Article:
Below is a link to a Wall Street Journal article regarding index funds. The article discusses that stocks have become more closely correlated with one another as more money is invested with stock index funds.
The reason for the growth of index funds is clear: 1) very low fees versus an actively-managed mutual fund, 2) ease of replicating an overall index, and 3) lack of consistent performance by mutual fund managers to beat the market.
The author notes that in the past owning just 20 uncorrelated stocks provided the proper diversification, however, today it takes 40 uncorrelated stocks to reach proper diversification. He states that the reason for the increased number of stocks is due to the greater correlation of stocks with one another. In our diversification video available to our members, we present a graph that shows that a holding of 30 to 50 stocks is sufficient for proper diversification.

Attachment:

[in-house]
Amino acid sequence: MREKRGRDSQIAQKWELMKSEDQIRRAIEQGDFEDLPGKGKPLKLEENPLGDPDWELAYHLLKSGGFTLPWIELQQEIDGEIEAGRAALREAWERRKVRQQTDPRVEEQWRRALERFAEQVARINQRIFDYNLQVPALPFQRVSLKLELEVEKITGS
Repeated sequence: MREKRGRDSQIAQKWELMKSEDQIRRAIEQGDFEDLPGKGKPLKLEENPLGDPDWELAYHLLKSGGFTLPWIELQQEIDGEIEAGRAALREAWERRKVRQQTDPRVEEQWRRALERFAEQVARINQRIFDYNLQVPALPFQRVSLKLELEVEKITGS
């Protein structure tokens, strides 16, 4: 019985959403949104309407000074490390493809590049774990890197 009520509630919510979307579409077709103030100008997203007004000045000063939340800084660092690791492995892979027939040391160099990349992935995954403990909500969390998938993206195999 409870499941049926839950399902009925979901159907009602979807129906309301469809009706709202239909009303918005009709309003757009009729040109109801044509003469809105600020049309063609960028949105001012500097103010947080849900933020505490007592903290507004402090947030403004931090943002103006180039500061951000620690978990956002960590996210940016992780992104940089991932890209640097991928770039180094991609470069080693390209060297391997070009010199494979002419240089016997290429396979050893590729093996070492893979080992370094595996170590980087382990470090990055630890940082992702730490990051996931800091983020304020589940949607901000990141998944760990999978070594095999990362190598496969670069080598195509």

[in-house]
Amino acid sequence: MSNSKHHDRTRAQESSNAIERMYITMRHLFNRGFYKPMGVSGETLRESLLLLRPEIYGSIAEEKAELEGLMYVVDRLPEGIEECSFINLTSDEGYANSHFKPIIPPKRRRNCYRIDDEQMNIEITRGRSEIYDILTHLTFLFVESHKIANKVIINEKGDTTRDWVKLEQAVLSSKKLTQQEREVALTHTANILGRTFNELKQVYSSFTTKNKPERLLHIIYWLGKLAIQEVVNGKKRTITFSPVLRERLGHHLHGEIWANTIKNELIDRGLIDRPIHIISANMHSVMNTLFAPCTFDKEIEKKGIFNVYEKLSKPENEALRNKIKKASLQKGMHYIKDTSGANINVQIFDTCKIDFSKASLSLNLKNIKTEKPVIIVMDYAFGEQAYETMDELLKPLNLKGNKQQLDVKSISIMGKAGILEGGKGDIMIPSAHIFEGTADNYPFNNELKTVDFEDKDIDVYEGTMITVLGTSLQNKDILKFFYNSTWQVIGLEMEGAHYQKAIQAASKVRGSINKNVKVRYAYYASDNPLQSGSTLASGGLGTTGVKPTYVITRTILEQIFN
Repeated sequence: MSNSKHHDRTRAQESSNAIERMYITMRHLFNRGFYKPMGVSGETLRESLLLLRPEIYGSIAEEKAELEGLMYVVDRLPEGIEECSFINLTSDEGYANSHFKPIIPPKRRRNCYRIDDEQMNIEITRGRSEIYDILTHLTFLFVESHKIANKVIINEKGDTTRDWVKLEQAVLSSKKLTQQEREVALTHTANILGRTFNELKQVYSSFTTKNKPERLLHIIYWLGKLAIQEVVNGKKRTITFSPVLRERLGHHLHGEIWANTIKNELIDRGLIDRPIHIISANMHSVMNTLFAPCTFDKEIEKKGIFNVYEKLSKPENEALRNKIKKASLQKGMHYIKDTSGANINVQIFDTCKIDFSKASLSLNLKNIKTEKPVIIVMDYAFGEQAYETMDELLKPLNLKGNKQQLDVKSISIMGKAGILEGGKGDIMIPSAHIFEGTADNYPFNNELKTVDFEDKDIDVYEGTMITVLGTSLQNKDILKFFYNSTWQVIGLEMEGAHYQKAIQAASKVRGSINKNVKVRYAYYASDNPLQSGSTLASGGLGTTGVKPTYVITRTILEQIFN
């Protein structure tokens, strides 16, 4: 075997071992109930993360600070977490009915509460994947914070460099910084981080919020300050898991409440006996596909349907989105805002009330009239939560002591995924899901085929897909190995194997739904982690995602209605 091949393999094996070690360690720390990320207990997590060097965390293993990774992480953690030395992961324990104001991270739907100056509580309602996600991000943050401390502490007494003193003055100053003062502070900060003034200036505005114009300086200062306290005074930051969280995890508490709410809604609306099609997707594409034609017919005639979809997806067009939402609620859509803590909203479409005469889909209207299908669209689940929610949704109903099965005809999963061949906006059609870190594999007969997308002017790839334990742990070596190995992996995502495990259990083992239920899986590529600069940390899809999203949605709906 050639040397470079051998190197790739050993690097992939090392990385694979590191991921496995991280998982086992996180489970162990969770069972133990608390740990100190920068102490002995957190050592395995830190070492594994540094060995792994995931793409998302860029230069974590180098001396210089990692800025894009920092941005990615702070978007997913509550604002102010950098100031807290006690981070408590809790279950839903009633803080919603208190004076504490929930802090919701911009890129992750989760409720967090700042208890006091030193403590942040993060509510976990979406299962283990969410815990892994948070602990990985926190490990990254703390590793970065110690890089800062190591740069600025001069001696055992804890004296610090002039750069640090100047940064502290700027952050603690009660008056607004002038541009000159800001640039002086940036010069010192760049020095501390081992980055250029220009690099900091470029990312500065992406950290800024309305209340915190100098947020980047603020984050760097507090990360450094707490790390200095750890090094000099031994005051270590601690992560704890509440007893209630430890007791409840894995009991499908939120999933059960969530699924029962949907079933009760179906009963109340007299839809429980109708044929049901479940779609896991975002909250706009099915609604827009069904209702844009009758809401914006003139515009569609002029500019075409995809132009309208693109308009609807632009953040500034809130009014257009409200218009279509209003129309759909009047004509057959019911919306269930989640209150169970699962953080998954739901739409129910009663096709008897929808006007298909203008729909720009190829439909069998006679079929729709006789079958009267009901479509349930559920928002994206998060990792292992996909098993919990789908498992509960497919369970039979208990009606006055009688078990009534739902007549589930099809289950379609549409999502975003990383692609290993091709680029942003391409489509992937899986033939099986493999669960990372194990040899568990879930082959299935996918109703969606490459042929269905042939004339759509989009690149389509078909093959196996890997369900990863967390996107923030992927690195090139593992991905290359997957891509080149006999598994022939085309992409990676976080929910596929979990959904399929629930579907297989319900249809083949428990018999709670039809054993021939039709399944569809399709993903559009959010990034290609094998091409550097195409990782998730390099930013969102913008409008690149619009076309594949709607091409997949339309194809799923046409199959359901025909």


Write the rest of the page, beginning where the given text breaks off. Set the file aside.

Finally, the article mentions that proper diversification can also be found with bond index funds and international stock index funds. We totally agree that diversification is the first step to successful investing. Of course, the key question remains – what is the correct asset allocation? In other words, once you have created your diversified investments, or have identified which bond, domestic stock, and international stock index funds to own, you still need to determine what percentage of your assets to hold in each class. That is the $64,000 question!